Author: Pete Greig and Gemma Hunt
Illustrator: Patrick Laurent
Published by: Hodder
Price: RRP £10.99 available from Eden for £8.36
Good for: Children, young people and adults age 7+ especially those who like visually interesting books and not big blocks of text
Best bit: Brilliant internal design which makes it so easy to read, with brilliant content as you would expect from Pete Greig (and Gemma Hunt)
Worst bit: This is tricky, as it really is an excellent book. I guess there are no extra material online (if you discount the Lectio 365 and Lectio 365 for families apps!).
Also the paper is very porous and a bit easily ripped (as I found when I removed one of my post-its!.)
This book is a winner from the off. The cover is fab, and the book corners are cut to be slightly curved, which I love. Even the title is great:
“A guide” makes me think this is something to help me, a book I can dip into, rather than a rule book.
“young” suggests children and young people without giving an age or using those words.*
“explorers” gives the idea of prayer being part of a faith journey, not an activity or a destination on it’s own. It also sounds like it’s an adventure, which is echoed in the text and design inside.
(Young Explorers is also the name of Hodder’s range of books for young people, so nice work Hodder.)
The content is arranged in the same way as How to Pray, working through the P.R. A. Y. acronym in the same way it’s used in Lection 365, which is helpful if you already use that or if you should choose to use it after reading the book.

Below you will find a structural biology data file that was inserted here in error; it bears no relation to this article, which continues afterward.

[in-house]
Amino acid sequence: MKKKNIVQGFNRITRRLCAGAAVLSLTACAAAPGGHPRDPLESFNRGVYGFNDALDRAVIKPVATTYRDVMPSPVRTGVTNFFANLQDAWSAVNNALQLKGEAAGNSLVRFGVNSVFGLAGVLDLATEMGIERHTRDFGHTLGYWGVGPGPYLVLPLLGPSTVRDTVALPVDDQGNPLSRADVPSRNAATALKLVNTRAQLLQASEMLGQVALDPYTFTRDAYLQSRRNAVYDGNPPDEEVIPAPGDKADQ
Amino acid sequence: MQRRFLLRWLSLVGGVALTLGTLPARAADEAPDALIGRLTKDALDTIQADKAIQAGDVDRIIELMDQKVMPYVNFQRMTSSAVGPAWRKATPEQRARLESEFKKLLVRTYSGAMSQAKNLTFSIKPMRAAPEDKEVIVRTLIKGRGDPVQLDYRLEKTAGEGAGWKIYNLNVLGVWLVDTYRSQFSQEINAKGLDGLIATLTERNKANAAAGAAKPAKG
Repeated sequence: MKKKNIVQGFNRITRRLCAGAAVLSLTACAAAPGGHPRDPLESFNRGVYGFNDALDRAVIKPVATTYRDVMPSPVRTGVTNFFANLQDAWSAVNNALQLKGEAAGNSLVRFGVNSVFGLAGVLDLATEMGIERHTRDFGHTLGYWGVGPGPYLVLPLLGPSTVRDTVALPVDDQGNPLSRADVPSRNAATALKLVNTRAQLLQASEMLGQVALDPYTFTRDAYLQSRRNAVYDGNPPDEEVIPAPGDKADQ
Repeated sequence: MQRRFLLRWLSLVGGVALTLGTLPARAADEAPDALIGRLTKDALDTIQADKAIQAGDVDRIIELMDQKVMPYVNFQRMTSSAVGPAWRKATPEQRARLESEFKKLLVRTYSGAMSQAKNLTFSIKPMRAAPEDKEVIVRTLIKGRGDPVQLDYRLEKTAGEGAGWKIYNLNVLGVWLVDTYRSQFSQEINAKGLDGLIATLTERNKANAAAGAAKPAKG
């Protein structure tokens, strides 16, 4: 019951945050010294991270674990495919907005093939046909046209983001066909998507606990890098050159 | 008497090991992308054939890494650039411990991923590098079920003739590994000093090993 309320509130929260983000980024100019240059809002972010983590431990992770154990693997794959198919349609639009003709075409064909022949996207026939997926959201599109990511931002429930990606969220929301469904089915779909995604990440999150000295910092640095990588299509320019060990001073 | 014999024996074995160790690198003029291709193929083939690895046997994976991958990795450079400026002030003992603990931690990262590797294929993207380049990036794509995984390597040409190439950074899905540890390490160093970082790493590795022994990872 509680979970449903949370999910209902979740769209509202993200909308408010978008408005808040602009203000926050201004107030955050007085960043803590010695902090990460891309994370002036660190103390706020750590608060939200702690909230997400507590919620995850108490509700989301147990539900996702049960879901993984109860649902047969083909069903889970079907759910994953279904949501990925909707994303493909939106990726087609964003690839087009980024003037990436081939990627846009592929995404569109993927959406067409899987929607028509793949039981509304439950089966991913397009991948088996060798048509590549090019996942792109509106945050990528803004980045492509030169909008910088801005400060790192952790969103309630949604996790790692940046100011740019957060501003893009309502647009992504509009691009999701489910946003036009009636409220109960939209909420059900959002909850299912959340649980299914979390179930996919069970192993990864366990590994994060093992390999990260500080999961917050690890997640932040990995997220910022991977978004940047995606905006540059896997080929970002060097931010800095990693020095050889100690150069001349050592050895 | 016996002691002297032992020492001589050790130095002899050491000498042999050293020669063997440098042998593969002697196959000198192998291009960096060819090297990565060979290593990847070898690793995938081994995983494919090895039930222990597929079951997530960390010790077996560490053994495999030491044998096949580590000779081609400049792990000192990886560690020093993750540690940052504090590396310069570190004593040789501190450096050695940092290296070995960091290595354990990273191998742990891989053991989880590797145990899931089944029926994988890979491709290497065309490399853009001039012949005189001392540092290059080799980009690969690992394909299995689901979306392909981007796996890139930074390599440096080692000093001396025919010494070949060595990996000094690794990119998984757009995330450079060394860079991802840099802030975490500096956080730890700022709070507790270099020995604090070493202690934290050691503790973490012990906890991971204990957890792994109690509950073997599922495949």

The pages are well designed, which is a HUGE plus for me as a visual person. This costs a lot more money than laying out a book with slightly larger text but basically the same as an adult book. I really appreciate the creative work put into this book; it’s really attractive inside and very easy to read.
The welcome notes from Pete and Gemma makes it feel like the book is a letter from them to me. And the illustrations of them are fun too.
As you would expect, there’s lots of info about prayer, including examples from people in the Bible (a good mix of male and female) as well as contemporary adults and children. This is really helpful to give us a feeling that we’re not alone in our prayer journey or finding prayer tricky.
Some of the pages are filled with a beautifully designed quote, which I’d love available as prints or cards – I love having reminders of things on my wall!
And there are fun activities to do to help you pray, such as making a snow globe. This is really clever, we’ve just read about how our minds can sometimes feel like snow globes and we can use a short time of quiet to still our minds and focus on God. The snow globe is also a great way to actually do this stilling of the mind. Nice.
My children are 9 and 10 and when I offered to read a bit of this book to them, the agreed reluctantly.
However, when I offered to stop after a few pages, they wanted me to read on, to the extent that I got through about a quarter of the book in one sitting with them.
That is a great testimony as to how good this book is.
I hope you will get a copy and one for your child / godchid / grandchild / friends’ child too.
*I wonder if the original How to Pray should be rebranded: How to pray – a guide for old explorers 😉